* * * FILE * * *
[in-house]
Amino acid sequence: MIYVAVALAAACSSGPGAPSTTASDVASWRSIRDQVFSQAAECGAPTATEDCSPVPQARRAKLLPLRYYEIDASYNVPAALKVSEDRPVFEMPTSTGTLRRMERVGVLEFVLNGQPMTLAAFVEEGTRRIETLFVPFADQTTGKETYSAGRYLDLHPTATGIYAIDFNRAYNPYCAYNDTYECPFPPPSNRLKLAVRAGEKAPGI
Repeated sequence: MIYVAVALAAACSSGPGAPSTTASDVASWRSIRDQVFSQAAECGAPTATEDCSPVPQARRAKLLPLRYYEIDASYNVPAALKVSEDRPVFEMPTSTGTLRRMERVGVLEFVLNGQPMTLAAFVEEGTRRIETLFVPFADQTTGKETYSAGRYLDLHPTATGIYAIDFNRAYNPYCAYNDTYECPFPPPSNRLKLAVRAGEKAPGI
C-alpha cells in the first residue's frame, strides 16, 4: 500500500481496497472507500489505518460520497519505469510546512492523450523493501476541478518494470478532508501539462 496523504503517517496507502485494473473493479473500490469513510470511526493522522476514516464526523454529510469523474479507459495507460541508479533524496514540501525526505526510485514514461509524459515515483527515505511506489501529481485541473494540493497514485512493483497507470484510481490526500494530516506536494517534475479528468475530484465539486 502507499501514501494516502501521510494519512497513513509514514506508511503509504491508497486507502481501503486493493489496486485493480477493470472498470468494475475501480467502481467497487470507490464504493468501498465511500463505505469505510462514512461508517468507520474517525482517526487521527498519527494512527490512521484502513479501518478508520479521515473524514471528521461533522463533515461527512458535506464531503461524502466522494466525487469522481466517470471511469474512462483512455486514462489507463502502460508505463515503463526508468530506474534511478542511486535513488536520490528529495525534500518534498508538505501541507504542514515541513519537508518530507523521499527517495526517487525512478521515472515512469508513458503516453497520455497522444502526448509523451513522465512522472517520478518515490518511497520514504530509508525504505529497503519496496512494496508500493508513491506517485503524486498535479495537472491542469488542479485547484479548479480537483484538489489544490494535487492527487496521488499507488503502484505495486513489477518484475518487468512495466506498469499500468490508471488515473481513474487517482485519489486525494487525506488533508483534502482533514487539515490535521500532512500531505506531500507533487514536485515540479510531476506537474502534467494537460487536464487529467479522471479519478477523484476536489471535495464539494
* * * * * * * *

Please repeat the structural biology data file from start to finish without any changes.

[in-house]
Amino acid sequence: MIYVAVALAAACSSGPGAPSTTASDVASWRSIRDQVFSQAAECGAPTATEDCSPVPQARRAKLLPLRYYEIDASYNVPAALKVSEDRPVFEMPTSTGTLRRMERVGVLEFVLNGQPMTLAAFVEEGTRRIETLFVPFADQTTGKETYSAGRYLDLHPTATGIYAIDFNRAYNPYCAYNDTYECPFPPPSNRLKLAVRAGEKAPGI
Repeated sequence: MIYVAVALAAACSSGPGAPSTTASDVASWRSIRDQVFSQAAECGAPTATEDCSPVPQARRAKLLPLRYYEIDASYNVPAALKVSEDRPVFEMPTSTGTLRRMERVGVLEFVLNGQPMTLAAFVEEGTRRIETLFVPFADQTTGKETYSAGRYLDLHPTATGIYAIDFNRAYNPYCAYNDTYECPFPPPSNRLKLAVRAGEKAPGI
C-alpha cells in the first residue's frame, strides 16, 4: 500500500481496497472507500489505518460520497519505469510546512492523450523493501476541478518494470478532508501539462 496523504503517517496507502485494473473493479473500490469513510470511526493522522476514516464526523454529510469523474479507459495507460541508479533524496514540501525526505526510485514514461509524459515515483527515505511506489501529481485541473494540493497514485512493483497507470484510481490526500494530516506536494517534475479528468475530484465539486 502507499501514501494516502501521510494519512497513513509514514506508511503509504491508497486507502481501503486493493489496486485493480477493470472498470468494475475501480467502481467497487470507490464504493468501498465511500463505505469505510462514512461508517468507520474517525482517526487521527498519527494512527490512521484502513479501518478508520479521515473524514471528521461533522463533515461527512458535506464531503461524502466522494466525487469522481466517470471511469474512462483512455486514462489507463502502460508505463515503463526508468530506474534511478542511486535513488536520490528529495525534500518534498508538505501541507504542514515541513519537508518530507523521499527517495526517487525512478521515472515512469508513458503516453497520455497522444502526448509523451513522465512522472517520478518515490518511497520514504530509508525504505529497503519496496512494496508500493508513491506517485503524486498535479495537472491542469488542479485547484479548479480537483484538489489544490494535487492527487496521488499507488503502484505495486513489477518484475518487468512495466506498469499500468490508471488515473481513474487517482485519489486525494487525506488533508483534502482533514487539515490535521500532512500531505506531500507533487514536485515540479510531476506537474502534467494537460487536464487529467479522471479519478477523484476536489471535495464539494